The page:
In India, nearly 40% girls remain out of school in the age-group of 15-18 years. The COVID-19 pandemic has only heightened the existing patterns of gender discrimination; disproportionately impacting girls more than boys. According to estimates, nearly 10 million secondary school girls in India could drop out of school due to the pandemic, putting them at risk of early marriage, early pregnancy, poverty, trafficking and violence. Schools remained closed for more than a year as a result remote learning through a wide range of approaches including online learning was promoted however online learning was accessible to limited number of children, excluding the marginalized children. The Right to Education Forum was a part of a study to understand the gendered impact of COVID-19 across 5 states in India-Assam, Bihar, Uttar Pradesh, Telangana and Delhi. The study found out that 56% of boys as against 46% of girls reported spending any time on their studies. This number segregated by gender showed further disparities in access to technological devices by girls, as only 26% of the girls said that they could access the phone present in the household whenever they wanted. Home proved to be a non-conducive learning environment with an alarming majority of girls (71%) being employed in care work while a higher proportion of boys (79%) reported spending time on leisure activities as against girls (60%).

RTE Forum’s Policy Brief on Girls’ Education

To address the barriers to girls’ education and policy gaps of girls’ education, the Right to Education Forum has come up with a Policy Brief on Girls’ Education. The Policy brief recommends the following measures to ensure girls’ complete their school education:-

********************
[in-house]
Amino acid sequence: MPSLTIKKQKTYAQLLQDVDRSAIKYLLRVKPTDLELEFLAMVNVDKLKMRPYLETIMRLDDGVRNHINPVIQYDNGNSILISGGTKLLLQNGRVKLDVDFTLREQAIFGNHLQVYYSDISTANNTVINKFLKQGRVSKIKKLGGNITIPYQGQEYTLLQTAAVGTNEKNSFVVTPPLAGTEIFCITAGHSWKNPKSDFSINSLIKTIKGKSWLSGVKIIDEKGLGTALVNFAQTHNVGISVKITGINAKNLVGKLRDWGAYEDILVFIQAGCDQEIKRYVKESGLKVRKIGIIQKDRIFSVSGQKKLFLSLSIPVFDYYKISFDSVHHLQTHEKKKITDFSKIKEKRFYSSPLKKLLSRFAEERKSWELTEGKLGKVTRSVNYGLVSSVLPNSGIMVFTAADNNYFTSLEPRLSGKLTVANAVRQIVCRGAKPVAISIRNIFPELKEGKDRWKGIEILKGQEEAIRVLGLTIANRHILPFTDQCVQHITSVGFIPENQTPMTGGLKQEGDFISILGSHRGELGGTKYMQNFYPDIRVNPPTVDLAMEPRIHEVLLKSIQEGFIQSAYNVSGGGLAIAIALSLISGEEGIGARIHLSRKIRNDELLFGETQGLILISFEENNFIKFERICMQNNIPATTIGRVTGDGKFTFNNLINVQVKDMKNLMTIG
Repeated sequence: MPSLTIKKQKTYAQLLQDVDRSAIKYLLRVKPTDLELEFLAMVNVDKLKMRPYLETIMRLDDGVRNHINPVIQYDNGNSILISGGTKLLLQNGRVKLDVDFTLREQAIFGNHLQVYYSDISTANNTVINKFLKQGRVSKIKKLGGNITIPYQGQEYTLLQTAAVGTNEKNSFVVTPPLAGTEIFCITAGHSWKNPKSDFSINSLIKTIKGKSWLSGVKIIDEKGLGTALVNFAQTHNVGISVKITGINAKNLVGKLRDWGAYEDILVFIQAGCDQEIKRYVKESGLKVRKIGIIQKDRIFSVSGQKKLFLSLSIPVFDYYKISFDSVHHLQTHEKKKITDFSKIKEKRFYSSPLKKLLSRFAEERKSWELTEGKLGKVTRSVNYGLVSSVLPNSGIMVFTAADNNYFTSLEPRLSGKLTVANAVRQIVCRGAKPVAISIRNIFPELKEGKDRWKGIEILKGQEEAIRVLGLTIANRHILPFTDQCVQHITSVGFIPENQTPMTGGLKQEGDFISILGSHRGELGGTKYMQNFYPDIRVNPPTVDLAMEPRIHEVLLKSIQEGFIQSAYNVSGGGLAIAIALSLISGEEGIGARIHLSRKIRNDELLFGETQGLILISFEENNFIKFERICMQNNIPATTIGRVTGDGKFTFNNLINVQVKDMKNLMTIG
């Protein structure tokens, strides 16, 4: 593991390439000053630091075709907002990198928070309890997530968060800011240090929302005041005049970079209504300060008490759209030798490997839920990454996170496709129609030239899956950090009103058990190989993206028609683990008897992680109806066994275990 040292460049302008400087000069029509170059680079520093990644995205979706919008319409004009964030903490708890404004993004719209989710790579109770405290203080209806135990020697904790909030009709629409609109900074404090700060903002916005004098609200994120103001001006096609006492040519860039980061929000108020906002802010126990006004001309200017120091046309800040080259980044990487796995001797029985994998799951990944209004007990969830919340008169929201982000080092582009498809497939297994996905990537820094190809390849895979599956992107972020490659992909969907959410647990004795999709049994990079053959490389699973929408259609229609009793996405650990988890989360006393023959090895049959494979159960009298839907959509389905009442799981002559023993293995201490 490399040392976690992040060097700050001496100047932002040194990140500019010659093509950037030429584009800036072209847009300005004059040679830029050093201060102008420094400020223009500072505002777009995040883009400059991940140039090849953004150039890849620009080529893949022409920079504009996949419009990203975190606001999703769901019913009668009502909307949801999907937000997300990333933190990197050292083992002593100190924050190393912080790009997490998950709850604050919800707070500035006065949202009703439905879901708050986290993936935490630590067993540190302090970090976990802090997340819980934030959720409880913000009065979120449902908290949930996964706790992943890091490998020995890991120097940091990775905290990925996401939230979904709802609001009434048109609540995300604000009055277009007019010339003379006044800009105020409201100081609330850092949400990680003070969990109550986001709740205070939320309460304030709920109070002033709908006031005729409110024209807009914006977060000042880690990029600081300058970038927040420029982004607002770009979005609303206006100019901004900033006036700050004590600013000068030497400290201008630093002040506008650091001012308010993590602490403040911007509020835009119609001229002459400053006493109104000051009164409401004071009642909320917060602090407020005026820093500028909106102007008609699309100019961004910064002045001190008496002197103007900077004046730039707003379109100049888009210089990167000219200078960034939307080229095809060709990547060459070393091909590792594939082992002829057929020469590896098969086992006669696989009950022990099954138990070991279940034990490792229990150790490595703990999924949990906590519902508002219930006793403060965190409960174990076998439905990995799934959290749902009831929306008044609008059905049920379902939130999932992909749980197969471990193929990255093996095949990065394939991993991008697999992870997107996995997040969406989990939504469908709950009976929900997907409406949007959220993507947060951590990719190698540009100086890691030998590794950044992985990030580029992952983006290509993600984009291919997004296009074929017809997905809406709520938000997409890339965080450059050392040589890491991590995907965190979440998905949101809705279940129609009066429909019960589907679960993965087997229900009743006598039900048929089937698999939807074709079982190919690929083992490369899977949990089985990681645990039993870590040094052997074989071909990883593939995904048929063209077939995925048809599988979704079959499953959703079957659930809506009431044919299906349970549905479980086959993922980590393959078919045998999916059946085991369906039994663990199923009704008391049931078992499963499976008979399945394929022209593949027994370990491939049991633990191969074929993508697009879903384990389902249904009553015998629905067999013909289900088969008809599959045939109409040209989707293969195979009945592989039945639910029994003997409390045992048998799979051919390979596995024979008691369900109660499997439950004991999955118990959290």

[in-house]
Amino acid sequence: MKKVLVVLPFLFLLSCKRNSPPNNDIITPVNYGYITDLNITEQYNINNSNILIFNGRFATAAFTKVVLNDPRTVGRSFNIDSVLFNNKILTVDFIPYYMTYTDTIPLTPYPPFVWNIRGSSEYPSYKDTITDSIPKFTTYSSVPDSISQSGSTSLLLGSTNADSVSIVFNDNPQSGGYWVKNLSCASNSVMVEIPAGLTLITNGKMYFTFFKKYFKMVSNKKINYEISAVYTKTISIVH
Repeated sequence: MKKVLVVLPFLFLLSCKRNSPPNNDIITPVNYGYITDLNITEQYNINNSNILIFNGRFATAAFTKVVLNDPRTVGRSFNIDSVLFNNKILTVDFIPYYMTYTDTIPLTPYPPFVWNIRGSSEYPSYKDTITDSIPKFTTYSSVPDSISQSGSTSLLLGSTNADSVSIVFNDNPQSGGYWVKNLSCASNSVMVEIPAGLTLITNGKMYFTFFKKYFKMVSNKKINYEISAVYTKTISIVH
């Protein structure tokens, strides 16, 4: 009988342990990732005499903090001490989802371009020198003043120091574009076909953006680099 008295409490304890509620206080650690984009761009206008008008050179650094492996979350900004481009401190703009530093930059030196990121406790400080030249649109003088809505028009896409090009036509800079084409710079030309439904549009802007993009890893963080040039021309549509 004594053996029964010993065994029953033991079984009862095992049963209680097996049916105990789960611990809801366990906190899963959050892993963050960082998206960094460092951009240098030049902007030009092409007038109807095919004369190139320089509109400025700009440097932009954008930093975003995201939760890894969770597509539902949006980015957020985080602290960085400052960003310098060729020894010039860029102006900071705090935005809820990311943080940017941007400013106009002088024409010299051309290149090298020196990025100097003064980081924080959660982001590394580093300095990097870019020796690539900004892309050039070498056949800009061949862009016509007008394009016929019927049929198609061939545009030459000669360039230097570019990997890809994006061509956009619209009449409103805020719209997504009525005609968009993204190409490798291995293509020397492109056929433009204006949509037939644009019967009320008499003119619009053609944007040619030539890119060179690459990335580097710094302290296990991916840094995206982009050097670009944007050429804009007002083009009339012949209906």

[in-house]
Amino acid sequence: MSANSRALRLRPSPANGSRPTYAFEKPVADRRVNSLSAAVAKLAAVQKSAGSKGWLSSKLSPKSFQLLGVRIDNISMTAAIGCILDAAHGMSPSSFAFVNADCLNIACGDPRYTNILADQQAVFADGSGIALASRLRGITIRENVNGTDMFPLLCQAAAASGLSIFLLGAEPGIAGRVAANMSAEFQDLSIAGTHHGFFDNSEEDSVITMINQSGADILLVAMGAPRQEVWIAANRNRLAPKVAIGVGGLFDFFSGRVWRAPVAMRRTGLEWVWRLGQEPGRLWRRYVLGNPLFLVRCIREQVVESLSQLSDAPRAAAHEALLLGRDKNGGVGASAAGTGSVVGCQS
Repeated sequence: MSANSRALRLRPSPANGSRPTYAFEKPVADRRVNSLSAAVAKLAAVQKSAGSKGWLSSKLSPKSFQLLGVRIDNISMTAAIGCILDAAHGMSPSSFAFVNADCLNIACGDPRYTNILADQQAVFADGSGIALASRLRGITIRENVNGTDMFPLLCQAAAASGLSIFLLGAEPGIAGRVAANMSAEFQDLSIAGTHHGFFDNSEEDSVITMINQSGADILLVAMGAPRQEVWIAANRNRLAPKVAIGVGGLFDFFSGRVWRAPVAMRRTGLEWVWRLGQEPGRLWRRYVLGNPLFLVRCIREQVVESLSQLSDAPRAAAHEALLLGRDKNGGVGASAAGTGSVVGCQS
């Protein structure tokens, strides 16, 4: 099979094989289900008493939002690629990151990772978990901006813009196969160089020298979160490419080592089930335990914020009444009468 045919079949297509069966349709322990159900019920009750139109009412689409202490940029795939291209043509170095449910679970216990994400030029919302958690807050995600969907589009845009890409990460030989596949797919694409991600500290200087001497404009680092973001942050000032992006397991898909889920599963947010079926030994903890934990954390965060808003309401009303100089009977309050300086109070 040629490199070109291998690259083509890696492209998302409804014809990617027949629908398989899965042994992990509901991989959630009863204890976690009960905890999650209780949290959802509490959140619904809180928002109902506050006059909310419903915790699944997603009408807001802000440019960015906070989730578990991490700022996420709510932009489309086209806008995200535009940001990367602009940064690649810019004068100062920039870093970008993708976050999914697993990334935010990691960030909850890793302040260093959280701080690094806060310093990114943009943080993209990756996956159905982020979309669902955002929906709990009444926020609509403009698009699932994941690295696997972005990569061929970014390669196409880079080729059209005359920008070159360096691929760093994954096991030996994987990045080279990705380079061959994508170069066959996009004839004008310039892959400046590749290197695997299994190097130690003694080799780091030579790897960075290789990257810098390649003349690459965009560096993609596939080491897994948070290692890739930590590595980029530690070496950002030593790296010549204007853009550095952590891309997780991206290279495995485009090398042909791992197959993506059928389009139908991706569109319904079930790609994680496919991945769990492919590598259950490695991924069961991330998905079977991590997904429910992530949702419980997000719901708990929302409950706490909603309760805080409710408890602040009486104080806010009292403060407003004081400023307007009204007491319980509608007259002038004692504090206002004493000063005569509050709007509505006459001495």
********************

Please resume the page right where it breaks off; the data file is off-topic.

1. Right to Education; the need for continuum
  2. Save and Secure Environment
  3. Ensure Quality and Equity
  4. Empowerment and Life Skills
  5. Governance and Financing in for equitable and inclusive girls’ education

The policy brief was released nationally on the occasion of International Day of Literacy and National Girl Child Day through a webinar on zoom platform on 22nd of January 2021 in the presence of 200 online participants. The policy brief has also been translated in 6 languages- Hindi, Gujarati, Tamil, Telugu, Bengali and Marathi to serve as an advocacy tool at the state level by civil society organizations, and it is hoped that policymakers, researchers and training institutions will find these critical statistics and policy recommendations useful in their work of girls’ education.

Girls’ education is one of the primary concerns raised by the RTE Forum across the country for achieving better gender parity in education, the Forum has been engaging at the policy level to make policies gender-responsive and inclusive.

Right to Education Forum (a network of 10,000 civil society organizations across 19 states), educationist and Teachers Associations working for universalization of school education through the implementation of the Right to Education Act 2009, since its inception.

Rishita Barman was a participant in CFA’s Communication and Media workshop.

Picture courtesy: Eugene Ward/Flickr

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